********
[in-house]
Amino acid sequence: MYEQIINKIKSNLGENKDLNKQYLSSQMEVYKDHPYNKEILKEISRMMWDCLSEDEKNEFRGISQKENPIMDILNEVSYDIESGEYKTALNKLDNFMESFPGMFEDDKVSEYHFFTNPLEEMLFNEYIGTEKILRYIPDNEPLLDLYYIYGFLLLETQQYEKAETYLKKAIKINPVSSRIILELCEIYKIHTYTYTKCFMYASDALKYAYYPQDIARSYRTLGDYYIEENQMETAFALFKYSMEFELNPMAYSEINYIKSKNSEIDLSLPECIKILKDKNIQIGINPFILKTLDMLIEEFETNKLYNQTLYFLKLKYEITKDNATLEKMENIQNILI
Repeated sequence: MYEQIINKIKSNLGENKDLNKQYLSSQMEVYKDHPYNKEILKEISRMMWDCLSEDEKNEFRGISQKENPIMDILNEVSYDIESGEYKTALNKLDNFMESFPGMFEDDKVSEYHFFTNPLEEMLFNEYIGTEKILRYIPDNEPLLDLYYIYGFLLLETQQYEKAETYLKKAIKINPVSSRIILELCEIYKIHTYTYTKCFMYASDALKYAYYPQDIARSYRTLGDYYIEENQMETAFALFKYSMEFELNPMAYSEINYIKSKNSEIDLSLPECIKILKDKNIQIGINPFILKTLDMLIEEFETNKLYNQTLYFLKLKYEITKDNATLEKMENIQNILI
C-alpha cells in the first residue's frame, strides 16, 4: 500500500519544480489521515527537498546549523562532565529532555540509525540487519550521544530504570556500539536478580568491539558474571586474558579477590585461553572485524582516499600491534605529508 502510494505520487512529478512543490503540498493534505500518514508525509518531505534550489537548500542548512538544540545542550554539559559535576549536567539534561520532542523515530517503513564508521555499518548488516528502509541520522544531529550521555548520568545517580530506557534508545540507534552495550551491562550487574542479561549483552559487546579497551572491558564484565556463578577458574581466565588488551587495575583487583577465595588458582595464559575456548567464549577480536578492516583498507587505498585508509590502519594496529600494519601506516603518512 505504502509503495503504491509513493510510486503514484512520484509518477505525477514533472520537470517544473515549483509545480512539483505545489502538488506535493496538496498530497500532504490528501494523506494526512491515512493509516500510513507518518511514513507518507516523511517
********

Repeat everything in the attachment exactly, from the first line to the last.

[in-house]
Amino acid sequence: MYEQIINKIKSNLGENKDLNKQYLSSQMEVYKDHPYNKEILKEISRMMWDCLSEDEKNEFRGISQKENPIMDILNEVSYDIESGEYKTALNKLDNFMESFPGMFEDDKVSEYHFFTNPLEEMLFNEYIGTEKILRYIPDNEPLLDLYYIYGFLLLETQQYEKAETYLKKAIKINPVSSRIILELCEIYKIHTYTYTKCFMYASDALKYAYYPQDIARSYRTLGDYYIEENQMETAFALFKYSMEFELNPMAYSEINYIKSKNSEIDLSLPECIKILKDKNIQIGINPFILKTLDMLIEEFETNKLYNQTLYFLKLKYEITKDNATLEKMENIQNILI
Repeated sequence: MYEQIINKIKSNLGENKDLNKQYLSSQMEVYKDHPYNKEILKEISRMMWDCLSEDEKNEFRGISQKENPIMDILNEVSYDIESGEYKTALNKLDNFMESFPGMFEDDKVSEYHFFTNPLEEMLFNEYIGTEKILRYIPDNEPLLDLYYIYGFLLLETQQYEKAETYLKKAIKINPVSSRIILELCEIYKIHTYTYTKCFMYASDALKYAYYPQDIARSYRTLGDYYIEENQMETAFALFKYSMEFELNPMAYSEINYIKSKNSEIDLSLPECIKILKDKNIQIGINPFILKTLDMLIEEFETNKLYNQTLYFLKLKYEITKDNATLEKMENIQNILI
C-alpha cells in the first residue's frame, strides 16, 4: 500500500519544480489521515527537498546549523562532565529532555540509525540487519550521544530504570556500539536478580568491539558474571586474558579477590585461553572485524582516499600491534605529508 502510494505520487512529478512543490503540498493534505500518514508525509518531505534550489537548500542548512538544540545542550554539559559535576549536567539534561520532542523515530517503513564508521555499518548488516528502509541520522544531529550521555548520568545517580530506557534508545540507534552495550551491562550487574542479561549483552559487546579497551572491558564484565556463578577458574581466565588488551587495575583487583577465595588458582595464559575456548567464549577480536578492516583498507587505498585508509590502519594496529600494519601506516603518512 505504502509503495503504491509513493510510486503514484512520484509518477505525477514533472520537470517544473515549483509545480512539483505545489502538488506535493496538496498530497500532504490528501494523506494526512491515512493509516500510513507518518511514513507518507516523511517